So what to do now? The administration seems most intent on staying the course, although in a speech Tuesday, the president showed interest in upping the dosage. The better path, however, might be to rethink the remedy.

When devising its fiscal package, the Obama administration relied on conventional economic models based in part on ideas of John Maynard Keynes. Keynesian theory says that government spending is more potent than tax policy for jump-starting a stalled economy.

But various recent studies suggest that conventional wisdom is backward...
These studies point toward tax policy as the best fiscal tool to combat recession, particularly tax changes that influence incentives to invest, like an investment tax credit. Sending out lump-sum rebates, as was done in spring 2008, makes less sense, as it provides little impetus for spending or production.
This was too much for Nate to resist. In his response he notes first that tax cuts were indeed a large component of the original stimulus package.
First, let's take a look at what the stimulus package was actually designed to consist of... Some $288 billion -- 37 percent -- consisted unambiguously of tax cuts that were labeled as such. Meanwhile, $274 billion -- 35 percent -- consisted of traditional, Keynesian-type investments in infrastructure and related areas. These types of spending are easy to characterize...

Indeed, it's probably fair to think of the stimulus as consisting of about half tax cuts. About 37 percent of the stimulus consisted of tax cuts which were labeled as such. But also, some fraction of the 10 percent labeled as transfer payments functioned like tax cuts, and some fraction of the 18 percent allocated to state and local governments had the effect of offsetting tax increases (or perhaps financing a tax cut proper in a few cases).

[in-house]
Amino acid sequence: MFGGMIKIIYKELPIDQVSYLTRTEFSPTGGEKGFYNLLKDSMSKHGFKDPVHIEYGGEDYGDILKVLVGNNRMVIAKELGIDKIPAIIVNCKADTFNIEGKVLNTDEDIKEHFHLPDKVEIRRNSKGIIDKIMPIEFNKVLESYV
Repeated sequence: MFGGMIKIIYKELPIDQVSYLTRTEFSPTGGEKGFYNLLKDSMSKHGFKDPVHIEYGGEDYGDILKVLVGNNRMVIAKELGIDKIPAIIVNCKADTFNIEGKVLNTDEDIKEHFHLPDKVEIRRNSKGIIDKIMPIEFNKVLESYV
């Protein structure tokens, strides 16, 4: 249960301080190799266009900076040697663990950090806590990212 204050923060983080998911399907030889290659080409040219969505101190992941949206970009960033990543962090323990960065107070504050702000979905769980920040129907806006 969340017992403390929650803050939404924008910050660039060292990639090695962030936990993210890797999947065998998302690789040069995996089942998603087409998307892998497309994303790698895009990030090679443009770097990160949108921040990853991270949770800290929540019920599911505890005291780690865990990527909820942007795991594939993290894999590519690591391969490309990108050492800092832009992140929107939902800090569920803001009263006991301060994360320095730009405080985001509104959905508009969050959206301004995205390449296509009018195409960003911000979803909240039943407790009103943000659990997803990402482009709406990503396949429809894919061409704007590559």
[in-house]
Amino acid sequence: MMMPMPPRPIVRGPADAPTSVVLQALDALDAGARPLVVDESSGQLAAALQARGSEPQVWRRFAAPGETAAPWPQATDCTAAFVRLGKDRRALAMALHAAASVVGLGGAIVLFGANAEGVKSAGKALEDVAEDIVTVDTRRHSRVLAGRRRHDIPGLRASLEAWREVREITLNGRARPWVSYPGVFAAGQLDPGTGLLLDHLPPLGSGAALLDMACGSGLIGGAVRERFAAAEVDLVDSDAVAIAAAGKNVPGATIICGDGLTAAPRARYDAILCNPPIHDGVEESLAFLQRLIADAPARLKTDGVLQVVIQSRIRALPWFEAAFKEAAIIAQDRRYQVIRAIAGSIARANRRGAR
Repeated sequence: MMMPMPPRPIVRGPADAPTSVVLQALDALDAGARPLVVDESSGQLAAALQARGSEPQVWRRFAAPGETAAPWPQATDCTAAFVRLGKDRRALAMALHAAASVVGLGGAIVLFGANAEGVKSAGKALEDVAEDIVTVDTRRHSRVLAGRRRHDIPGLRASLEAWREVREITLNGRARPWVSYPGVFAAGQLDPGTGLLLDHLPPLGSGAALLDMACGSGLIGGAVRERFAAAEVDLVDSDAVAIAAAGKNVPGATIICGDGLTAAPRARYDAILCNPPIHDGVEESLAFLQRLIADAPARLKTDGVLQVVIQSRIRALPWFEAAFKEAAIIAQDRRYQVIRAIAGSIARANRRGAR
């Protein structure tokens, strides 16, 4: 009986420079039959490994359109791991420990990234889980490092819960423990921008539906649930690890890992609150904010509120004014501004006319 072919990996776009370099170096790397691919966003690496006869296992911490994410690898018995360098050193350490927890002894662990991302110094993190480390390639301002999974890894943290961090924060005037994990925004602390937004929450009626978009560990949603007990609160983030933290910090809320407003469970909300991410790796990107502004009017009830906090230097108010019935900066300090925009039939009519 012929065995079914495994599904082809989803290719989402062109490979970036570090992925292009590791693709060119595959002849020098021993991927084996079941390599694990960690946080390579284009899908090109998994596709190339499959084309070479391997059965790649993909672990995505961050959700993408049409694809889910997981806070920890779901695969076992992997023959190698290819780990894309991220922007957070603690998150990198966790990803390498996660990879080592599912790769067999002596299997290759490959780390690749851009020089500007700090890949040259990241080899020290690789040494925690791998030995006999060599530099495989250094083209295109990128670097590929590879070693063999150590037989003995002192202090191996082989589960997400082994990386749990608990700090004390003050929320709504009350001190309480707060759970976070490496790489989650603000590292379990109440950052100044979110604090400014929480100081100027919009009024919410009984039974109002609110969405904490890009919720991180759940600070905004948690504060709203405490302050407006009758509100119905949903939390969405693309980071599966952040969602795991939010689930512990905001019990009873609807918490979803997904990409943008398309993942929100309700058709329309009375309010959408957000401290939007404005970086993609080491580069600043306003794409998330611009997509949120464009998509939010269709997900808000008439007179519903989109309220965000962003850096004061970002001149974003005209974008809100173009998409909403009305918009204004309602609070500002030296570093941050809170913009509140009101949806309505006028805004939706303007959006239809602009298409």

Does this mean that tax cuts are ineffective in stimulating production? Not really:
In other words, the stimulus -- in terms of its potential impact on the economy thus far -- looks at least as much like Mankiw's alternative as the "conventional economic models" that he trashes.
All of which might indict Mankiw's thesis -- except that he also may be wrong about his other conclusion: that the stimulus is not working. Mankiw cites studies describing the impact of various types of stimulus on GDP -- not unemployment -- and as we pointed out yesterday by GDP standards the stimulus has done quite well, with 3Q growth coming in at 2.9 percent versus a consensus forecast of 0.7 percent and 4Q GDP poised to print at about 4.0 percent versus a forecast of 1.9 percent...
So, to summarize: Mankiw is wrong that the stimulus consists mostly of Keynesian-type investments. So far, it has been closer to the tax cut end of the spectrum. But he's also wrong that the stimulus is not working. By the benchmark that he implicitly endorses -- GDP -- it's done very well. Mankiw is so wrong, in other words, that he may actually be right: the stimulus looks a lot like one he might have designed, and it's helping the economy.
As Nate concedes, the substance of Mankiw's argument (that tax cuts are more effective than spending increases in stimulating production) may well be correct. The empirical studies cited by Mankiw do seem to support his position, and do indeed run counter to the conventional Keynesian view. This is an important debate to have, both for immediate policy purposes and for our theoretical understanding of the manner in which fiscal policy operates. But there seems to be no reason to make it a partisan exercise.

What can one learn from all this? First, that couching an economic argument in overtly moralistic or political terms can considerably diminish its impact. And second, Nate Silver may well be the 22nd best economist in the world.